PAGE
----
Dimora Breaks Down with Heartfelt Message
AKRON — On Tuesday afternoon, former Cuyahoga County commissioner Jimmy Dimora spoke for the first time since being found guilty of racketeering and 31 other corruption related crimes in early March.
The ex-official entered the courtroom with an easy air and he appeared more confident than the day before. His steps behind a walker were less deliberate and clumsy. He seemed relaxed as he took his seat and looked to the back of the courtroom where his wife, Lori, and oldest son, Anthony, were sitting with half a dozen other family members.
Two hours later, he was a different man; it was clear following the lunch break that Dimora’s crimes would be viewed in the harshest terms federal guidelines would allow.
He began wiping tears from his eyes as his attorney referenced letters from his three children who praised him as a father.
With only minutes left before Federal Judge Sara Lioi would pronounce her sentence, Dimora accepted an invitation to address the court. He spoke of a job he believed he did well for thirty years, first as a councilman of Bedford Heights, then as mayor, and finally as commissioner of Cuyahoga County.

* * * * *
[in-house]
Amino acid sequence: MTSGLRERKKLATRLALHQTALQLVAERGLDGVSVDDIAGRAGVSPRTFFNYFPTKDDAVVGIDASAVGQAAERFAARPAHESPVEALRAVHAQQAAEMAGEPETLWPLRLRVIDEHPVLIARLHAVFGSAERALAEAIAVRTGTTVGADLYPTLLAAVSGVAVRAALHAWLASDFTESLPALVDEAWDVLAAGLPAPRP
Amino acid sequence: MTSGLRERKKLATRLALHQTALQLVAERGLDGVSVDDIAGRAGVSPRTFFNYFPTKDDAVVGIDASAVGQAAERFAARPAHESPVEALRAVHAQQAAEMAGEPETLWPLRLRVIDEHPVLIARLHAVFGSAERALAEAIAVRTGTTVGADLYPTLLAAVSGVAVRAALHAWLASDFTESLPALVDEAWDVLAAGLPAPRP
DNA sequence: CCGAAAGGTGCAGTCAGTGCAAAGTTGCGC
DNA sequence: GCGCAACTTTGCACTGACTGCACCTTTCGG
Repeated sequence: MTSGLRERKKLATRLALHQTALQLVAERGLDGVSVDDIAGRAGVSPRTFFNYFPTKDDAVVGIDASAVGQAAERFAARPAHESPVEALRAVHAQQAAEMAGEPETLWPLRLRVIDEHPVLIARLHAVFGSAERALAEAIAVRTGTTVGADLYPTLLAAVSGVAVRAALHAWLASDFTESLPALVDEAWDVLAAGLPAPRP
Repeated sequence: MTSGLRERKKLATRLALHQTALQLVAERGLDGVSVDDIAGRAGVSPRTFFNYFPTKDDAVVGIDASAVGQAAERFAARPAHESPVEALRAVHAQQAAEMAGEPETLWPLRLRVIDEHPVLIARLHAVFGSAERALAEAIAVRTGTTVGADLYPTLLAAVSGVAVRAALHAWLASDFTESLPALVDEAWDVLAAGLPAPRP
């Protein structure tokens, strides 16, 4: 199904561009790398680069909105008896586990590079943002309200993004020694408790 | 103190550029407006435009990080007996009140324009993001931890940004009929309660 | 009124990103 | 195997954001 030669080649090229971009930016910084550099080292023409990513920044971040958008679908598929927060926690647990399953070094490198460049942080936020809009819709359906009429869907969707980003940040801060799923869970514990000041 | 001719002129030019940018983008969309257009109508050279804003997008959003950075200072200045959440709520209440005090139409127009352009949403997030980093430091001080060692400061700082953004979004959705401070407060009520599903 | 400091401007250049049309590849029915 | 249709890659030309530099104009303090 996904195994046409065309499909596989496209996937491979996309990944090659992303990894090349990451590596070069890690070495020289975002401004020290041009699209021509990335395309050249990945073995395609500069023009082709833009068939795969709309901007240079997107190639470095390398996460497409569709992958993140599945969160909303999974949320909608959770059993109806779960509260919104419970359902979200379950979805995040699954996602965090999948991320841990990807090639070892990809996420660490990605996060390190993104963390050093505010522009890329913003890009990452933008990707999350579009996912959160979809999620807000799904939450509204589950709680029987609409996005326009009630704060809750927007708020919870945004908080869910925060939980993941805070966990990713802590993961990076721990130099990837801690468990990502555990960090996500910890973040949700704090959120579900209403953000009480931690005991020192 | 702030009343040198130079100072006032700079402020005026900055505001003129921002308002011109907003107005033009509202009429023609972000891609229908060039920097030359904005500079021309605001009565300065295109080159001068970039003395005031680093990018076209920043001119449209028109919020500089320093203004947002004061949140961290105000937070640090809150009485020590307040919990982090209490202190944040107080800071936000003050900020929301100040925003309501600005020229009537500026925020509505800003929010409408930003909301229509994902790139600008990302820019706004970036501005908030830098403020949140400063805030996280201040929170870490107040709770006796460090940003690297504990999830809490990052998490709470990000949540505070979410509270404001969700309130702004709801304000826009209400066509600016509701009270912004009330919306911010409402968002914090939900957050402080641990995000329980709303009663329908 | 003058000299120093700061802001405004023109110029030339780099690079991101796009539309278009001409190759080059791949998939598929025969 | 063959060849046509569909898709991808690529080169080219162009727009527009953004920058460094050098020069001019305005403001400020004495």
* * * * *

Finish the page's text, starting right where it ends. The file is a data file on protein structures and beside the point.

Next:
His voice seemed to grow stronger as he defended his record of service to the taxpayer.
“I emphatically deny I took part in that conduct,” he said forcefully, “I had nothing to do with that kind of illegal activity.”
Dimora insisted he routinely followed the advice of county staff when casting a vote for the best and lowest bidder on contracts.
“The county has lost no taxpayer money for any vote I cast, not one cent,” Dimora said.
The former commissioner told Judge Lioi he believed federal prosecutors “created a mountain out of a mole hill.”
It was then the 57-year-old husband and father of three turned from his public life to the one he shared with his family, begging Judge Lioi for whatever discretion she might exercise on his behalf.
“Don’t separate me from my family,” he said, as his voice began to break.
The words “I love my wife,” became a painful sob. It was the moment that brought Lori Dimora to tears at the back of the courtroom, her pain silencing her husband for what seemed like minutes.
His final words were a tribute to her as the mother of their three children. “I give her great credit for raising three great kids,” he wept.
After a 28 year sentence was pronounced, Dimora stood, hugged his attorneys, and called out to his family, “See you guys, don’t know when.”
Dimora’s attorney, Bill Whitaker, was the only one who would speak on the former commissioner’s behalf.
“I can tell you he’s very disappointed,” Whitaker said.